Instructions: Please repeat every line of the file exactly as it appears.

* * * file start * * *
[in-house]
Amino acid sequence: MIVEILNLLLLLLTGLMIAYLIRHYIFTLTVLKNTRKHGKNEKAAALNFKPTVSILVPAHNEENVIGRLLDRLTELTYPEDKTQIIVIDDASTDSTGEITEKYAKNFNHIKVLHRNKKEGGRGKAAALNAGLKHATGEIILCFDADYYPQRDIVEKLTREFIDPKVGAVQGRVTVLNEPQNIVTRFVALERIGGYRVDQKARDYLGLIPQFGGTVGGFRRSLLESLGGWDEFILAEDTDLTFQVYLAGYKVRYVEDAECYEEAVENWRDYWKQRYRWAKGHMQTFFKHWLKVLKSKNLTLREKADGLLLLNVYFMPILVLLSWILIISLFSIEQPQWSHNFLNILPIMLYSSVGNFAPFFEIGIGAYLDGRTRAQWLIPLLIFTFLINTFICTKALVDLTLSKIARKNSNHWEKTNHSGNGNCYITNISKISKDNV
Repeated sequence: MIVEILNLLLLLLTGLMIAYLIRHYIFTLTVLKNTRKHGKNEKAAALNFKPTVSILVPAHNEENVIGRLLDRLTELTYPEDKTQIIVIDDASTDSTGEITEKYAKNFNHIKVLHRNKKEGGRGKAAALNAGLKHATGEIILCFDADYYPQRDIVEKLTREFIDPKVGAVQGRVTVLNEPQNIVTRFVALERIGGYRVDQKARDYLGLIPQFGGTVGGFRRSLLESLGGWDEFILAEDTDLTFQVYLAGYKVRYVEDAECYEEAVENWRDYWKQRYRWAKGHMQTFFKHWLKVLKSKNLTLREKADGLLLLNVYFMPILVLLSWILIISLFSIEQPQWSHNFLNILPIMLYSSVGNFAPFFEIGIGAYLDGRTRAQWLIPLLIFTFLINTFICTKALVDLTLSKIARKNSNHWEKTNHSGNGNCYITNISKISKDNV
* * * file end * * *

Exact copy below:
[in-house]
Amino acid sequence: MIVEILNLLLLLLTGLMIAYLIRHYIFTLTVLKNTRKHGKNEKAAALNFKPTVSILVPAHNEENVIGRLLDRLTELTYPEDKTQIIVIDDASTDSTGEITEKYAKNFNHIKVLHRNKKEGGRGKAAALNAGLKHATGEIILCFDADYYPQRDIVEKLTREFIDPKVGAVQGRVTVLNEPQNIVTRFVALERIGGYRVDQKARDYLGLIPQFGGTVGGFRRSLLESLGGWDEFILAEDTDLTFQVYLAGYKVRYVEDAECYEEAVENWRDYWKQRYRWAKGHMQTFFKHWLKVLKSKNLTLREKADGLLLLNVYFMPILVLLSWILIISLFSIEQPQWSHNFLNILPIMLYSSVGNFAPFFEIGIGAYLDGRTRAQWLIPLLIFTFLINTFICTKALVDLTLSKIARKNSNHWEKTNHSGNGNCYITNISKISKDNV
Repeated sequence: MIVEILNLLLLLLTGLMIAYLIRHYIFTLTVLKNTRKHGKNEKAAALNFKPTVSILVPAHNEENVIGRLLDRLTELTYPEDKTQIIVIDDASTDSTGEITEKYAKNFNHIKVLHRNKKEGGRGKAAALNAGLKHATGEIILCFDADYYPQRDIVEKLTREFIDPKVGAVQGRVTVLNEPQNIVTRFVALERIGGYRVDQKARDYLGLIPQFGGTVGGFRRSLLESLGGWDEFILAEDTDLTFQVYLAGYKVRYVEDAECYEEAVENWRDYWKQRYRWAKGHMQTFFKHWLKVLKSKNLTLREKADGLLLLNVYFMPILVLLSWILIISLFSIEQPQWSHNFLNILPIMLYSSVGNFAPFFEIGIGAYLDGRTRAQWLIPLLIFTFLINTFICTKALVDLTLSKIARKNSNHWEKTNHSGNGNCYITNISKISKDNV